Postgresql is a terrific open-source relational database. It offers a variety of consistency guarantees, from read uncommitted to serializable. Because Postgres only accepts writes on a single primary node, we think of it as a CP system in the sense of the CAP theorem. If a partition occurs and you can’t talk to the server, the system is unavailable. Because transactions are ACID, we’re always consistent.
Well… almost. Even though the Postgres server is always consistent, the distributed system composed of the server and client together may not be consistent. It’s possible for the client and server to disagree about whether or not a transaction took place.
Postgres’ commit protocol, like most relational databases, is a special case of two-phase commit, or 2PC. In the first phase, the client votes to commit (or abort) the current transaction, and sends that message to the server. The server checks to see whether its consistency constraints allow the transaction to proceed, and if so, it votes to commit. It writes the transaction to storage and informs the client that the commit has taken place (or failed, as the case may be.) Now both the client and server agree on the outcome of the transaction.
What happens if the message acknowledging the commit is dropped before the client receives it? Then the client doesn’t know whether the commit succeeded or not! The 2PC protocol says that we must wait for the acknowledgement message to arrive in order to decide the outcome. If it doesn’t arrive, 2PC deadlocks. It’s not a partition-tolerant protocol. Waiting forever isn’t realistic for real systems, so at some point the client will time out and declare an error occurred. The commit protocol is now in an indeterminate state.
To demonstrate this, we’ll need an install of Postgres to work with.
This installs Postgres from apt, uploads some config files from
jepsen/salticid/postgres, and creates a database for Jepsen. Then we’ll run a simple application which writes a single row for each number, inside a transaction.
lein run pg -n 100
If all goes well, you’ll see something like
Hit enter when ready to collect results.
Writes completed in 0.317 seconds
All 100 writes succeeded. :-D
Each line shows the number being written, followed by whether it was OK or not. In this example, all five nodes talk to a single postgres server on n1. Out of 100 writes, the clients reported that all 100 succeeded–and at the end of the test, all 100 numbers were present in the result set.
Now let’s cause a partition. Since this failure mode only arises when the connection drops after the server decides to acknowledge, but before the client receives it, there’s only a short window in which to begin the partition. We can widen that window by slowing down the network:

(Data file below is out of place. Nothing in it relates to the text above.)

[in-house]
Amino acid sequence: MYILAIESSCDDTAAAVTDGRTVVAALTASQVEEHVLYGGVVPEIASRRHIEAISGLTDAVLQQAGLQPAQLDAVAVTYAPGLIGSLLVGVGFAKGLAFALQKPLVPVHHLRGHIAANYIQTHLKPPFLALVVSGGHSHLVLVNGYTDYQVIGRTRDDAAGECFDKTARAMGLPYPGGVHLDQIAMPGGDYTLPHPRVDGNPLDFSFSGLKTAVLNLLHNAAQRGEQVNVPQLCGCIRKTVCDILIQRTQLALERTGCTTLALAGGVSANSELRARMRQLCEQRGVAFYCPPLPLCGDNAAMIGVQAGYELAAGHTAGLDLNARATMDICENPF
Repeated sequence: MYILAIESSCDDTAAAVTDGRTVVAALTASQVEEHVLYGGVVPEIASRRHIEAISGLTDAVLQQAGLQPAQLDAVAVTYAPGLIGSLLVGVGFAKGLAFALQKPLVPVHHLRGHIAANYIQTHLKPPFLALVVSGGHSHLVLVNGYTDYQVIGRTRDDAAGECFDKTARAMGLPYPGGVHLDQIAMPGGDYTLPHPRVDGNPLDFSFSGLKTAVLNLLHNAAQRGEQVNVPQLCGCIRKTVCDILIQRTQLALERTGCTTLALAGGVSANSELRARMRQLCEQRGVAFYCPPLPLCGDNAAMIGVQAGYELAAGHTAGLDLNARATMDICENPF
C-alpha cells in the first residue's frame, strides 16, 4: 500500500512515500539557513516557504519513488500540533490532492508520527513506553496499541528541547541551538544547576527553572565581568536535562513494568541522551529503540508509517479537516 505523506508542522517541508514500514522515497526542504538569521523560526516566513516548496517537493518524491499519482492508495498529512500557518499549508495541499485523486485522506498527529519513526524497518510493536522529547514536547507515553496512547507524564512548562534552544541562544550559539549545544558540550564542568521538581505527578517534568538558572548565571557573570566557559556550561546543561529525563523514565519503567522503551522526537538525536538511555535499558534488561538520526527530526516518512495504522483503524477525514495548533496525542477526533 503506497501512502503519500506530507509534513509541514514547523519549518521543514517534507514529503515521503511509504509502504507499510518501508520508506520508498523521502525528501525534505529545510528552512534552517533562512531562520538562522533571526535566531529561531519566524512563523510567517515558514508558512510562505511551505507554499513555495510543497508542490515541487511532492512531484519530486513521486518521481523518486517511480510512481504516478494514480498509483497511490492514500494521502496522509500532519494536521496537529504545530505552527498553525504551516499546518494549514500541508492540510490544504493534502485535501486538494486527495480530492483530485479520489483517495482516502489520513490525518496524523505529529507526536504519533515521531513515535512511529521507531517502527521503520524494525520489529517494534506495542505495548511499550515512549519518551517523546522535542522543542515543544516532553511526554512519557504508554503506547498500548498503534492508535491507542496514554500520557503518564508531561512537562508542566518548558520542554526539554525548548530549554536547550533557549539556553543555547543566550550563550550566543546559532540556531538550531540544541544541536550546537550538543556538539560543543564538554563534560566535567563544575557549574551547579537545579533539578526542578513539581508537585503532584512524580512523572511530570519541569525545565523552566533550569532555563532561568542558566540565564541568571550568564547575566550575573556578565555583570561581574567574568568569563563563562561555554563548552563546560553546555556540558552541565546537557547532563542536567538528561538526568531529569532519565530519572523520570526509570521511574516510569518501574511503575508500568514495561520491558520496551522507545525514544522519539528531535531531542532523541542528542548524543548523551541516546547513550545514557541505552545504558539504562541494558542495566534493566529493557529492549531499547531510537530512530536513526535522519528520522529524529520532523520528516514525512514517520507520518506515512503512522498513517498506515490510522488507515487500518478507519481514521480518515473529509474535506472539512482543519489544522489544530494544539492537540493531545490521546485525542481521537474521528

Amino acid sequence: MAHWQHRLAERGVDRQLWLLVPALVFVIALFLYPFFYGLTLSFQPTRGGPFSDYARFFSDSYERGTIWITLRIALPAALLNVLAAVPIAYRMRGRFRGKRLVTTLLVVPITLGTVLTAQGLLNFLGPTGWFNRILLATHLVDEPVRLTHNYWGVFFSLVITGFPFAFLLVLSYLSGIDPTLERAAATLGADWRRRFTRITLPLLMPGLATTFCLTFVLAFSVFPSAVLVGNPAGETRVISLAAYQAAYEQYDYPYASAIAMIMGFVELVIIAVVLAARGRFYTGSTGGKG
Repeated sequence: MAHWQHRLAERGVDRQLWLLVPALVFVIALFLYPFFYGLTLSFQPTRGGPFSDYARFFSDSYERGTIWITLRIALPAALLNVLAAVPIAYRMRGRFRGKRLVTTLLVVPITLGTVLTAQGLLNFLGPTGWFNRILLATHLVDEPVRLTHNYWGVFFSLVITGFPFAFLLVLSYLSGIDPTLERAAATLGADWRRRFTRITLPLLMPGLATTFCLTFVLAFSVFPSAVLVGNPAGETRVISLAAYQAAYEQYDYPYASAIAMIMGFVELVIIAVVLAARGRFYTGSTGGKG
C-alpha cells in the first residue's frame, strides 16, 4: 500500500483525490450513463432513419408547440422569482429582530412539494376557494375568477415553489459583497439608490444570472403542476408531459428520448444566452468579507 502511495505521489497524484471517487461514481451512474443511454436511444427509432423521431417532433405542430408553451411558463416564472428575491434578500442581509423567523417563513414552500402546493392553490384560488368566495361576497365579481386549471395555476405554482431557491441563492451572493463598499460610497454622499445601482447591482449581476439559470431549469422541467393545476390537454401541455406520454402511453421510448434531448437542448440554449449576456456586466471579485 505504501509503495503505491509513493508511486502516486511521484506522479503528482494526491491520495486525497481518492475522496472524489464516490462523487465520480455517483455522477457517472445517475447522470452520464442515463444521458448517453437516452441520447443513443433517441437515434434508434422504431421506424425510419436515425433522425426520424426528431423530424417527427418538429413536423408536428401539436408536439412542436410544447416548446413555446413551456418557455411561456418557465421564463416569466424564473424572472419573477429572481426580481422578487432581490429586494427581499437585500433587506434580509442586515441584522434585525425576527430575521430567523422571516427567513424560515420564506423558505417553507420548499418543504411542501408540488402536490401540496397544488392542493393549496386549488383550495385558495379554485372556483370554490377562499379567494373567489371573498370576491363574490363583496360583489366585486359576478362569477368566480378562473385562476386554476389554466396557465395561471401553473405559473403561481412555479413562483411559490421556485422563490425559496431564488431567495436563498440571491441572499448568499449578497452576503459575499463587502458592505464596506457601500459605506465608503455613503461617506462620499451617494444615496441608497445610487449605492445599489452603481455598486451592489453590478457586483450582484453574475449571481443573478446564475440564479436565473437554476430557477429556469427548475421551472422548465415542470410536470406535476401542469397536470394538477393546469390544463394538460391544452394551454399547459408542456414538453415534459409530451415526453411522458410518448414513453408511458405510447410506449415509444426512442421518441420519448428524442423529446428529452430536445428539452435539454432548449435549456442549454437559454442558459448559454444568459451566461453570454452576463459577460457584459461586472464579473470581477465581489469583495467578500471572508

Now, we start the test:
lein run pg
And while it’s running, cut off all postgres traffic to and from n1:
If we’re lucky, we’ll manage to catch one of those acknowledgement packets in flight, and the client will log an error like:
217 An I/O error occurred while sending to the backend.
Failure to execute query with SQL:
INSERT INTO "set_app" ("element") VALUES (?) :: 
Message: An I/O error occured while sending to the backend.
Error Code: 0
218 An I/O error occured while sending to the backend.
After that, new transactions will just time out; the client will correctly log these as failures:
220 Connection attempt timed out.
222 Connection attempt timed out.
We can resolve the partition with
salticid jepsen.heal, and wait for the test to complete.
2 unacknowledged writes found! ヽ(´ー｀)ノ
0.95 ack rate
0.0 loss rate
0.002105263 unacknowledged but successful rate
So out of 1000 attempted writes, 950 were successfully acknowledged, and all 950 of those writes were present in the result set. However, two writes (215 and 218) succeeded, even though they threw an exception claiming that a failure occurred! Note that this exception doesn’t guarantee that the write succeeded or failed: 217 also threw an I/O error while sending, but because the connection dropped before the client’s commit message arrived at the server, the transaction never took place.
There is no way to distinguish these cases from the client. A network partition–and indeed, most network errors–doesn’t mean a failure. It means the absence of information. Without a partition-tolerant commit protocol, like extended three-phase commit, we cannot assert the state of the system for these writes.
Two-phase commit protocols aren’t just for relational databases. They crop up in all sorts of consensus problems. Mongodb’s documents essentially comprise an asynchronous network, and many users implement 2PC on top of their Mongo objects to obtain multi-key transactions.
If you’re working with two-phase commit, there are a few things you can do. One is to accept false negatives. In most relational databases, the probability of this failure occurring is low–and it can only affect writes which were in-flight at the time the partition began. It may be perfectly acceptable to return failures to clients even if there’s a small chance the transaction succeeded.
Alternatively, you can use consistency guarantees or other data structures to allow for idempotent operations. When you encounter a network error, just retry them blindly. A highly available queue with at-least-once delivery is a great place to put repeatable writes which need to be retried later.
Finally, within some databases you can obtain strong consistency by taking note of the current transaction ID, and writing that ID to the database during the transaction. When the partition is resolved, the client can either retry or cancel the transaction at a later time, by checking whether or not that transaction ID was written. Again, this relies on having some sort of storage suitable for the timescales of the partition: perhaps a local log on disk, or an at-least-once queue.
In the next post, we look at a very different kind of consistency model: Redis Sentinel.